The Earth's galaxy is looking far more crowded and hospitable. Nasa has confirmed a bonanza of 715 newly discovered planets outside the solar system.
Scientists using the planet-hunting Kepler telescope pushed the number of planets discovered in the galaxy to about 1700. Twenty years ago, astronomers had not found any planets circling stars other than the ones revolving around the sun.
''We almost doubled just today the number of planets known to humanity,'' Nasa planetary scientist Jack Lissauer said in a Wednesday (NZT Thursday) teleconference, calling it ''the big mother lode''.
Astronomers used a new confirmation technique to come up with the largest single announcement of a batch of exoplanets - what planets outside our solar system were called.
While the announcements were about big numbers, they also were about implications for life behind those big numbers.
All the new planets were in systems like ours where multiple planets circle a star. The 715 planets came from looking at just 305 stars. They were nearly all in size closer to Earth than gigantic Jupiter.
And four of those new exoplanets orbited their stars in ''habitable zones'' where it was not too hot or not too cold for liquid water, which was crucial for life to exist.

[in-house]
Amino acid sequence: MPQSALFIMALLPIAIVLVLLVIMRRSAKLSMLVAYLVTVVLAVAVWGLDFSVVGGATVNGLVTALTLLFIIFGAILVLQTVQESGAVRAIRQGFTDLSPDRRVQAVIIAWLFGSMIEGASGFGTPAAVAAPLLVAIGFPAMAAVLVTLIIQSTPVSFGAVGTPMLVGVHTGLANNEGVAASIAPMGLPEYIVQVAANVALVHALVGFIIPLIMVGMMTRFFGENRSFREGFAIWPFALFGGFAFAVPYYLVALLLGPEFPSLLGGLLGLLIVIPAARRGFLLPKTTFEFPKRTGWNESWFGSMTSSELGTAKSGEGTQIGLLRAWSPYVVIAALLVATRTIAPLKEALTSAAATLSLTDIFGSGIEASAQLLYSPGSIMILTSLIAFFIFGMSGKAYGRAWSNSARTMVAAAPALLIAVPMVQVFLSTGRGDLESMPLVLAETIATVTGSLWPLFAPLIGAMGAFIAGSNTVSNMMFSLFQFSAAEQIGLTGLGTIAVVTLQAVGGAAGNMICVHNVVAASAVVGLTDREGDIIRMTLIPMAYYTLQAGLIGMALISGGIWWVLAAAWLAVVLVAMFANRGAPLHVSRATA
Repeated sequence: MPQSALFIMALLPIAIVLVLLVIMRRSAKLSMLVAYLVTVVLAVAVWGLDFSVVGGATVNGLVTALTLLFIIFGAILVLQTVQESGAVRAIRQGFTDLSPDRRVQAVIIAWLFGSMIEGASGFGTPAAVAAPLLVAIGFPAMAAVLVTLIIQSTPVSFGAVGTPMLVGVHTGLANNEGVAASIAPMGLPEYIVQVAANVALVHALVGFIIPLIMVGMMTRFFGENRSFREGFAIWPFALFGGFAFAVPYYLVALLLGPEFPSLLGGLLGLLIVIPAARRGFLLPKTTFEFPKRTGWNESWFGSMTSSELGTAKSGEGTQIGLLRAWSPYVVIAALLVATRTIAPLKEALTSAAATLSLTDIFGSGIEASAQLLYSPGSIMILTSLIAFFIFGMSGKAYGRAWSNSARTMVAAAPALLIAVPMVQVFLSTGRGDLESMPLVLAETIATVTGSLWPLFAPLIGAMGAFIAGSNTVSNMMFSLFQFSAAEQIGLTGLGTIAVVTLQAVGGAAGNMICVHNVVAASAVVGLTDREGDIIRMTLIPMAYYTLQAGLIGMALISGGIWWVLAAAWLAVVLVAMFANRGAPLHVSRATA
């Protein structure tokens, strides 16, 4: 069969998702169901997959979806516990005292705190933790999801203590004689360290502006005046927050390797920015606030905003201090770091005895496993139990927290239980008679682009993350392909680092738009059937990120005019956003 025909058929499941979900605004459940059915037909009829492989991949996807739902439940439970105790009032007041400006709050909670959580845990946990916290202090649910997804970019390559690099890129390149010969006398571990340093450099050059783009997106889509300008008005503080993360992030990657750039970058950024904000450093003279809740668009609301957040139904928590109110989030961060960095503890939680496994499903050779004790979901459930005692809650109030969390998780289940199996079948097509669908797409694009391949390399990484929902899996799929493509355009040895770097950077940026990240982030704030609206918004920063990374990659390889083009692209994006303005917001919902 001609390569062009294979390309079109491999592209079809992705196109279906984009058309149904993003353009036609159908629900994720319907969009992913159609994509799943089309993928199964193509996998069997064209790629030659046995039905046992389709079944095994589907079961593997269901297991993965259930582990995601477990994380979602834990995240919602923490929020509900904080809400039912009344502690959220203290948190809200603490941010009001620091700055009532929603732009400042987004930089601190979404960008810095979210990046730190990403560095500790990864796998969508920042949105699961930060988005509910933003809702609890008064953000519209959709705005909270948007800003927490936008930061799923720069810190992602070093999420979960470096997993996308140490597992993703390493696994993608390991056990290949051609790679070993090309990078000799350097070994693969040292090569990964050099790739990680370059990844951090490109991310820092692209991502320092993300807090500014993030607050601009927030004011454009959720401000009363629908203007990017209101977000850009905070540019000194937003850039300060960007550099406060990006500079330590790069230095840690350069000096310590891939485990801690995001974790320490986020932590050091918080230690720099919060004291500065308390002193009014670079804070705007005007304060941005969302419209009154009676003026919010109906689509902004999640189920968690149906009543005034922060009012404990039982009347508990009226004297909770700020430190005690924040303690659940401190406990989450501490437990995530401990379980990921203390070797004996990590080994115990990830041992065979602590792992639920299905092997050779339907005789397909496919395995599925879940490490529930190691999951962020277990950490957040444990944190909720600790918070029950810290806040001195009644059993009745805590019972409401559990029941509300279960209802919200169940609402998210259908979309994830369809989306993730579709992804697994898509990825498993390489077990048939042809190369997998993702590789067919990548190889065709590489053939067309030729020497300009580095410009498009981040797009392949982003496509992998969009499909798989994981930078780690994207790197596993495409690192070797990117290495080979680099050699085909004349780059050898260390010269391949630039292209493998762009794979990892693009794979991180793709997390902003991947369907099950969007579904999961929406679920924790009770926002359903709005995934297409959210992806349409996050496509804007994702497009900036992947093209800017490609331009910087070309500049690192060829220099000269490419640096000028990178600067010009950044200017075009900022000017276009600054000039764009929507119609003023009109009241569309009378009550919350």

Douglas Hudgins, Nasa's exoplanet exploration programme scientist, called the discoveries a major step toward Kepler's ultimate goal: ''Finding Earth 2.0.''
It's a big step in not just finding other Earths, but ''the possibility of life elsewhere,'' said Lisa Kaltenegger, a Harvard and Max Planck Institute astronomer who wasn't part of the discovery team.
The four new habitable zone planets were all at least twice as big as Earth so that made them more likely to be gas planets instead of rocky ones like Earth - and less likely to harbour life.
So far Kepler has found nine exoplanets in the habitable zone, Nasa said.
Astronomers expect to find more when they look at all four years of data collected by the now-crippled Kepler; so far they have looked at two years.
Planets in the habitable zone were likely to be farther out from their stars because it was hot close in. And planets farther out take more time orbiting, so Kepler has to wait longer to see it again.
Another of Kepler's latest discoveries indicated that ''small planets are extremely common in our galaxy,'' said MIT astronomer Sara Seagar, who wasn't part of the discovery team.
''Nature wants to make small planets.''
And, in general, smaller planets were more likely to be able to harbour life than big ones, Kaltenegger said.
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